Gender equality and women's empowerment

Gender equality and women's empowerment play a vital role in achieving the Sustainable Development Goals (SDGs) outlined by the United Nations. Acknowledging the significance of SDG 5, which explicitly targets gender equality and the empowerment of all women and girls, it's worth noting that these elements are fundamentally tied to all 17 goals. Each goal, whether it pertains to poverty eradication, quality education, or climate action, is directly or indirectly affected by gender dynamics. Gender inequality inhibits economic growth (SDG 8) by depriving economies of the full potential of half its population, thereby exacerbating poverty (SDG 1) and hunger (SDG 2). Additionally, gender-based discrimination can limit access to quality education (SDG 4) and decent work (SDG 8) for women and girls, further perpetuating inequality. In health matters, gender roles and stereotypes often result in disparities in healthcare access and outcomes (SDG 3). With respect to environmental sustainability (SDGs 13, 14, and 15), women, particularly those in rural areas, bear the brunt of climate change impacts, but they also hold unique knowledge and skills crucial for mitigation and adaptation strategies. Likewise, women's underrepresentation in decision-making roles limits their influence on peace and justice (SDG 16) and partnerships for goals (SDG 17). Thus, achieving gender equality isn't only about justice for women and girls, but also about progress on every SDG. Women's empowerment creates a multiplier effect that boosts economic growth and promotes sustainable development, thereby setting a direct path towards achieving the SDGs. Encouragingly, concerted efforts worldwide are recognizing and amplifying women's roles in society, placing gender equality and women's empowerment at the heart of the SDGs. Such advancements signify a positive stride towards a balanced and equitable world.

Introduction: Clitoral reconstruction (CR) is a controversial surgical procedure performed for women who have undergone medically unnecessary, often ritualistic genital cutting involving the clitoris. Such cutting is known by several terms; we will use female genital mutilation/cutting (FGM/C). Treatments offered to women affected by complications of FGM/C include defibulation (releasing the scar of infibulation to allow penetrative intercourse, urinary flow, physiological delivery, and menstruation) and CR to decrease pain, improve sexual response, and create a pre-FGM/C genital appearance.

Preventing Domestic Homicides: Lessons Learned from Tragedies, 2020, Pages 15-37

Linked to SDGs 3 and 5, this chapter examines domestic homicides of older women through the lens of ageism.

Preventing Domestic Homicides, Lessons Learned from Tragedies, 2020, Pages 39-61

This chapter supports SDGs 3, 5 and 16 by examining domestic homicides in rural communities, providing insights into their prevalence, risk factors, case studies, and prevention.

Preventing Domestic Homicides, Lessons Learned from Tragedies, 2020, Pages 209-231

This chapter supports SDGs 3, 5 and 16 by analyzing violence and homicide in a workplace setting, reviewing impact and case studies, and offering recommendations and potential approaches to prevention.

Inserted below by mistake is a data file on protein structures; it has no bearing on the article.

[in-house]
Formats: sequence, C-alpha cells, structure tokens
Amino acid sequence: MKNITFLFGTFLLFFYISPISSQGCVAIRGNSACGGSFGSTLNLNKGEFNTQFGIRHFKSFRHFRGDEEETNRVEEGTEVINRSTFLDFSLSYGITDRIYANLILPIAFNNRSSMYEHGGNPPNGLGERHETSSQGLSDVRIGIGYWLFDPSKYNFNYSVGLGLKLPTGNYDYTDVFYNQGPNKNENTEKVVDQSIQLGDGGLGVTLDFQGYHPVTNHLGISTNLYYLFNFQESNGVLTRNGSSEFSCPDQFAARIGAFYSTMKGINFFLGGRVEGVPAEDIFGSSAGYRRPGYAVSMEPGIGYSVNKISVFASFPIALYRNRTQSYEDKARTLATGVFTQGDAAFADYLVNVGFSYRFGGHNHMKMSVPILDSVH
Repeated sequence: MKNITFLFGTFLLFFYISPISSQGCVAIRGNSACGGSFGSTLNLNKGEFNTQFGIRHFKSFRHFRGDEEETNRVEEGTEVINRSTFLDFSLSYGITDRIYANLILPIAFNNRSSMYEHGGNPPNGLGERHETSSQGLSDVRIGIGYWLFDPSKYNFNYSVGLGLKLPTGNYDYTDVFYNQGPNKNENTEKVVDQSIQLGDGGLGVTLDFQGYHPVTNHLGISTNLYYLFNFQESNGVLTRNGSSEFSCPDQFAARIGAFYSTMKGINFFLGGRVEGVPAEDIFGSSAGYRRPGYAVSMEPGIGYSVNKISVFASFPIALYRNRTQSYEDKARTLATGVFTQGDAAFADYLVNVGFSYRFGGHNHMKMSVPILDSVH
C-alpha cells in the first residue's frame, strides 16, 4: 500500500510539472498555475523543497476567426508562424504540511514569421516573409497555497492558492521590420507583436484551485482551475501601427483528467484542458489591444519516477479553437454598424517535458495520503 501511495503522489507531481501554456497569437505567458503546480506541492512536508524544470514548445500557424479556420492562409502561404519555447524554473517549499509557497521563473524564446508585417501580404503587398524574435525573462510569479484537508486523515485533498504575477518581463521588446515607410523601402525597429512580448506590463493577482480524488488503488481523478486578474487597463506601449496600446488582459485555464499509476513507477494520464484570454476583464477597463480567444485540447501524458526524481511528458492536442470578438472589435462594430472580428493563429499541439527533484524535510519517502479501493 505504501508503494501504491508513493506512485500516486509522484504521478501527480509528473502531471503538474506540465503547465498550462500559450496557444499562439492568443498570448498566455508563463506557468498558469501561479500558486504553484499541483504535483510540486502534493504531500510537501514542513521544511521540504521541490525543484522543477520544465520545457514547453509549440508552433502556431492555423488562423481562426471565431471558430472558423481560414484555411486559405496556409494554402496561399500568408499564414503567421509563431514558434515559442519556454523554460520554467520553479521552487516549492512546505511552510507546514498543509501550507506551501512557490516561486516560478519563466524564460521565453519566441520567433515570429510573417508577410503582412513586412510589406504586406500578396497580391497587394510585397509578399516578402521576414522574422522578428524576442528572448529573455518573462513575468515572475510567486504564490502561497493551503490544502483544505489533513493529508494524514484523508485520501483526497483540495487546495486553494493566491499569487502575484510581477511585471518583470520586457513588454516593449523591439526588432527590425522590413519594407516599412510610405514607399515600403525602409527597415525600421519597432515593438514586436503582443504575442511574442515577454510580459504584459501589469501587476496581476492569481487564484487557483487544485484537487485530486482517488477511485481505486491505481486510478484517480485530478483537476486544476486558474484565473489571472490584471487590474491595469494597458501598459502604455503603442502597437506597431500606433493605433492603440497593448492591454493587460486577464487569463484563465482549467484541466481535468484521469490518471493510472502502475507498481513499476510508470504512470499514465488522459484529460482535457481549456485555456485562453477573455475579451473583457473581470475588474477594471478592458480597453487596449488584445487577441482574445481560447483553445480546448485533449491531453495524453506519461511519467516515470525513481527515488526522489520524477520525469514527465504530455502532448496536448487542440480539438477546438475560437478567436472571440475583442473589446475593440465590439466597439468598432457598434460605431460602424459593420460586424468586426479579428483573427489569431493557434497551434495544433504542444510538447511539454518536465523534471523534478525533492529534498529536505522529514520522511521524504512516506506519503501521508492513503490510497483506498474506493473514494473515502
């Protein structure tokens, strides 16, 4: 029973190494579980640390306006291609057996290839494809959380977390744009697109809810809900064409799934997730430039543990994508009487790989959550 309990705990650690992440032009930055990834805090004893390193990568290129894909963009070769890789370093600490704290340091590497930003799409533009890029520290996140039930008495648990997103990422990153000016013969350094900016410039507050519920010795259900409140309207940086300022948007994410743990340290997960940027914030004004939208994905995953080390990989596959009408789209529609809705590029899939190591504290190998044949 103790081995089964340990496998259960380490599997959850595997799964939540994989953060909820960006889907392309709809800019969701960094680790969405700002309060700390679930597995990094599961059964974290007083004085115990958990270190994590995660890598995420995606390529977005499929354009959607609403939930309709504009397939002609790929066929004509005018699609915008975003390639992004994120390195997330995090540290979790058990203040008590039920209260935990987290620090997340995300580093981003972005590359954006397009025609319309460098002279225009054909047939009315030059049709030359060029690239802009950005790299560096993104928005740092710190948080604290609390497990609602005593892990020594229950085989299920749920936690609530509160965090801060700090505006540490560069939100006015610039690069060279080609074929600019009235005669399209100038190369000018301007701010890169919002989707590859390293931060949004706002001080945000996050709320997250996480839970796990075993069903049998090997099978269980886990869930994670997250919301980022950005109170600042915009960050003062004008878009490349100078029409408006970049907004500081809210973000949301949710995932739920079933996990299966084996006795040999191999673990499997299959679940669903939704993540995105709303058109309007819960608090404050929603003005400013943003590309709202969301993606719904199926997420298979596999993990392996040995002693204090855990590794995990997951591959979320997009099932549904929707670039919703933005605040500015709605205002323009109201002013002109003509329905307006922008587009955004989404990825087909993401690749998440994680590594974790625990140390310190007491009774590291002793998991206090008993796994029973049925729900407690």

Elsevier, The Lancet Child and Adolescent Health, Volume 4, March 2020
Persons with disabilities form a significant proportion of the global population, majority of which are women. The United Nations Convention guarantees persons with disabilities equal rights to reproduction and healthcare access. Similarly, the Sustainable Development Goal 3 targets improvement of the health and well-being of individuals including persons with disabilities. However, women with disabilities have not been given close attention, particularly in developing countries.
Background: Sexual harassment of women in academic medicine may impede advancement and productivity. This study analyzes the longitudinal effects of sexual harassment on academic advancement and productivity among women. Methods: We undertook a longitudinal analysis to predict effects of sexual harassment reported in 1995 on career outcomes measured in 2012–13, among a sample of women in academic medicine (N = 1273) recruited from 24 U.S. medical schools.
Elsevier, Women's Studies International Forum, Volume 79, March - April 2020
Objectives: Limited studies have investigated detailed insights into the experiences of women in transitioning countries such as Iran as active agents in their lives and their societies. This study explores how young Iranian women build and use their social capital to make a social change and improve their status. Methods: This study is the qualitative component of a larger mixed-method study exploring social capital and wellbeing in young Iranian women. Semi-structured, in-depth interviews were conducted with 17 young Iranian women aged 18–35.
Elsevier, International Journal of Radiation Oncology Biology Physics, Volume 106, 15 March 2020
Furthering SDGs 5 and 10, this report aims to better understand the role gender plays in the global research enterprise and inspire evidence-based policy driven by powerful data. It examines research participation, career progression and perceptions across the European Union and 15 countries globally in 26 subject areas. The report concludes that while the participation of women in research is increasing overall, inequality remains across geographies and subject areas in terms of publication outputs, citations, awarded grants and collaborations.